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  • 1.
    Godio, Michele
    et al.
    RISE Research Institutes of Sweden, Materials and Production, Applied Mechanics.
    Flansbjer, Mathias
    RISE Research Institutes of Sweden, Materials and Production, Applied Mechanics.
    Williams Portal, Natalie
    RISE Research Institutes of Sweden, Safety and Transport, Fire and Safety.
    Low-velocity out-of-plane impact tests on double-wythe unreinforced brick masonry walls instrumented with optical measurements2023In: International Journal of Impact Engineering, ISSN 0734-743X, E-ISSN 1879-3509, Vol. 178, article id 104597Article in journal (Refereed)
    Abstract [en]

    Unreinforced brick masonry makes up today a significant piece of the European built environment, including not only residential buildings but also strategically important structures that are not designed to withstand blasts and impacts. Yet, it is difficult to accurately estimate the response of these structures and the extent of damage they sustain during such extreme loading conditions. This paper presents the implementation and discusses the results of laboratory impact tests conducted on natural-scale double-wythe unreinforced brick masonry walls, a typology that is frequently found in Northern Europe. The walls were spanning vertically between two reinforced concrete slabs and were subjected to low-velocity drop-weight pendulum tests in which they were repeatedly hit until the opening of a breach in the centre of the wall. The tests were instrumented with both hard-wired and optical measurements, the latter consisting of high-speed cameras and digital image correlation techniques, to face the difficulty of observing cracks and determining the deflections of the walls with adequate accuracy at the time of the impact. Investigated in these tests were the out-of-plane response of the walls and their capacity to resist the impacts. The axial load applied on the top of the walls was varied for two wall configurations and monitored throughout the tests to study the effect of arching on the failure mechanism produced and number of repeated hits needed to open the breach. Of interest was also the evidence of cracking, more specifically the way it initiated on the undamaged walls and next propagated upon consecutive hits. The data generated from these tests are made available to support further investigations on masonry structures subjected to extreme actions.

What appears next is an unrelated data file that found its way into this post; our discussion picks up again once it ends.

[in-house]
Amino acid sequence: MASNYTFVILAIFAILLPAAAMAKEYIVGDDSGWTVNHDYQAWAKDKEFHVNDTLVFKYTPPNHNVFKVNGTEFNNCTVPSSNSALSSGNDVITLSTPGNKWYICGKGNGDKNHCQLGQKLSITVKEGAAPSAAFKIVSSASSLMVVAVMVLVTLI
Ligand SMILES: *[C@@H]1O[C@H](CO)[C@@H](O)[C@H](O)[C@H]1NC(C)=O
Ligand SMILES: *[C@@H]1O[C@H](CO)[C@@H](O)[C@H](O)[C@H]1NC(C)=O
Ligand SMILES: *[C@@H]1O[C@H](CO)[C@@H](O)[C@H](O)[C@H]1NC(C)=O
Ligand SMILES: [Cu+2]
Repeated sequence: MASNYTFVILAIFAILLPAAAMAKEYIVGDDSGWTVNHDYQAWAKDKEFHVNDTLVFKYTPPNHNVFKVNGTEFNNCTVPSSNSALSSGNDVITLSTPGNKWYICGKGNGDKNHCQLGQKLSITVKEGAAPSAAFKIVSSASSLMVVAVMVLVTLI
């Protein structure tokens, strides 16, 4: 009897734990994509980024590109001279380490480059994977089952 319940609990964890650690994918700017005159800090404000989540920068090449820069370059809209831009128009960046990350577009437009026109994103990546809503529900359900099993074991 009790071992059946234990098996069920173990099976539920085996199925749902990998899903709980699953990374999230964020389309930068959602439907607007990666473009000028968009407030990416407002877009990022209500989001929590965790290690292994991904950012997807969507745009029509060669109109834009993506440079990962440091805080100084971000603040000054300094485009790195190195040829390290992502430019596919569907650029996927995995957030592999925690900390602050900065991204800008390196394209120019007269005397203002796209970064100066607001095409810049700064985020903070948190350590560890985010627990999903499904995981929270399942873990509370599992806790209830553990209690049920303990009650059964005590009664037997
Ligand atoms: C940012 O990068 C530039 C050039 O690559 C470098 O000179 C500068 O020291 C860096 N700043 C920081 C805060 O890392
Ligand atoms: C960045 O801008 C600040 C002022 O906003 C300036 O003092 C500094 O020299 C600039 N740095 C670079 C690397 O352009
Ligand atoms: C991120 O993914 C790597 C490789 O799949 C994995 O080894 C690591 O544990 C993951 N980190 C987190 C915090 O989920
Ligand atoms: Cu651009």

• 2.
    Godio, Michele
    et al.
    RISE Research Institutes of Sweden, Materials and Production, Applied Mechanics.
    Flansbjer, Mathias
    RISE Research Institutes of Sweden, Materials and Production, Applied Mechanics.
    Williams Portal, Natalie
    RISE Research Institutes of Sweden, Safety and Transport, Fire and Safety.
    Low-velocity out-of-plane impact tests on double-wythe unreinforced brick masonry walls instrumented with optical measurements2023In: International Journal of Impact Engineering, ISSN 0734-743X, E-ISSN 1879-3509, Vol. 178, article id 104597Article in journal (Refereed)
    Abstract [en]

    Unreinforced brick masonry makes up today a significant piece of the European built environment, including not only residential buildings but also strategically important structures that are not designed to withstand blasts and impacts. Yet, it is difficult to accurately estimate the response of these structures and the extent of damage they sustain during such extreme loading conditions. This paper presents the implementation and discusses the results of laboratory impact tests conducted on natural-scale double-wythe unreinforced brick masonry walls, a typology that is frequently found in Northern Europe. The walls were spanning vertically between two reinforced concrete slabs and were subjected to low-velocity drop-weight pendulum tests in which they were repeatedly hit until the opening of a breach in the center of the wall. The tests were instrumented with both hard-wired and optical measurements, the latter consisting of high-speed cameras and digital image correlation techniques, to face the difficulty of observing cracks and determining the deflections of the walls with adequate accuracy at the time of the impact. Investigated in these tests were the out-of-plane response of the walls and their capacity to resist the impacts. The axial load applied on the top of the walls was varied for two wall configurations and monitored throughout the tests to study the effect of arching on the failure mechanism produced and number of repeated hits needed to open the breach. Of interest was also the evidence of cracking, more specifically the way it initiated on the undamaged walls and next propagated upon consecutive hits. The data generated from these tests are made available to support further investigations on unreinforced masonry structures subjected to extreme actions.

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